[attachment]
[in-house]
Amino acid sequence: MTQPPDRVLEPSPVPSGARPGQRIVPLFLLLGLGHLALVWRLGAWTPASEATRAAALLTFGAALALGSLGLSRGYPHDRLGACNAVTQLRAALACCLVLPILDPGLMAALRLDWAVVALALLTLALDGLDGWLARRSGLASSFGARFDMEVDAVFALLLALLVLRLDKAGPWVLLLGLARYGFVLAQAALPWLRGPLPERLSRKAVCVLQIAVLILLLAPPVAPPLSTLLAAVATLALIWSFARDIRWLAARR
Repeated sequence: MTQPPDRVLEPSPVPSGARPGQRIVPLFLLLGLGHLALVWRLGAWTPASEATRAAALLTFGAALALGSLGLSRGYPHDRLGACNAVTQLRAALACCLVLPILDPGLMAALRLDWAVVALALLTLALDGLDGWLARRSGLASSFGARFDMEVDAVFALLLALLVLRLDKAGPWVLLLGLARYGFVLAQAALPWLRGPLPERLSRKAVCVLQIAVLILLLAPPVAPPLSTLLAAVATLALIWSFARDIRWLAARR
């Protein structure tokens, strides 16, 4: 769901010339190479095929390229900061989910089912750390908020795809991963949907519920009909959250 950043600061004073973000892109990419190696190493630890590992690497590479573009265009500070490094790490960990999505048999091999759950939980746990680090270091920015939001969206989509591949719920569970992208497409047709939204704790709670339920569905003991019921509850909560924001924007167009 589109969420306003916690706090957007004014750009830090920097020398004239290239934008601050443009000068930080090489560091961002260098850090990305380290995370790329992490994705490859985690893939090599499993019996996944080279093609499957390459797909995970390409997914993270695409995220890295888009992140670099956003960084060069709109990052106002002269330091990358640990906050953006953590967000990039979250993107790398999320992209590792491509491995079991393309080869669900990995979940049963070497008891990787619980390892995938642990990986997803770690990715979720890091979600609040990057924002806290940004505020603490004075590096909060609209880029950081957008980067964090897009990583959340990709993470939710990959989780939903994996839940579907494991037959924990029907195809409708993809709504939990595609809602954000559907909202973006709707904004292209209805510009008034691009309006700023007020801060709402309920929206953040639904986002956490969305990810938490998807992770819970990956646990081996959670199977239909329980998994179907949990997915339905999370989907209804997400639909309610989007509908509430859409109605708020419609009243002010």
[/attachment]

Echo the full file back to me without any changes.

[in-house]
Amino acid sequence: MTQPPDRVLEPSPVPSGARPGQRIVPLFLLLGLGHLALVWRLGAWTPASEATRAAALLTFGAALALGSLGLSRGYPHDRLGACNAVTQLRAALACCLVLPILDPGLMAALRLDWAVVALALLTLALDGLDGWLARRSGLASSFGARFDMEVDAVFALLLALLVLRLDKAGPWVLLLGLARYGFVLAQAALPWLRGPLPERLSRKAVCVLQIAVLILLLAPPVAPPLSTLLAAVATLALIWSFARDIRWLAARR
Repeated sequence: MTQPPDRVLEPSPVPSGARPGQRIVPLFLLLGLGHLALVWRLGAWTPASEATRAAALLTFGAALALGSLGLSRGYPHDRLGACNAVTQLRAALACCLVLPILDPGLMAALRLDWAVVALALLTLALDGLDGWLARRSGLASSFGARFDMEVDAVFALLLALLVLRLDKAGPWVLLLGLARYGFVLAQAALPWLRGPLPERLSRKAVCVLQIAVLILLLAPPVAPPLSTLLAAVATLALIWSFARDIRWLAARR
């Protein structure tokens, strides 16, 4: 769901010339190479095929390229900061989910089912750390908020795809991963949907519920009909959250 950043600061004073973000892109990419190696190493630890590992690497590479573009265009500070490094790490960990999505048999091999759950939980746990680090270091920015939001969206989509591949719920569970992208497409047709939204704790709670339920569905003991019921509850909560924001924007167009 589109969420306003916690706090957007004014750009830090920097020398004239290239934008601050443009000068930080090489560091961002260098850090990305380290995370790329992490994705490859985690893939090599499993019996996944080279093609499957390459797909995970390409997914993270695409995220890295888009992140670099956003960084060069709109990052106002002269330091990358640990906050953006953590967000990039979250993107790398999320992209590792491509491995079991393309080869669900990995979940049963070497008891990787619980390892995938642990990986997803770690990715979720890091979600609040990057924002806290940004505020603490004075590096909060609209880029950081957008980067964090897009990583959340990709993470939710990959989780939903994996839940579907494991037959924990029907195809409708993809709504939990595609809602954000559907909202973006709707904004292209209805510009008034691009309006700023007020801060709402309920929206953040639904986002956490969305990810938490998807992770819970990956646990081996959670199977239909329980998994179907949990997915339905999370989907209804997400639909309610989007509908509430859409109605708020419609009243002010």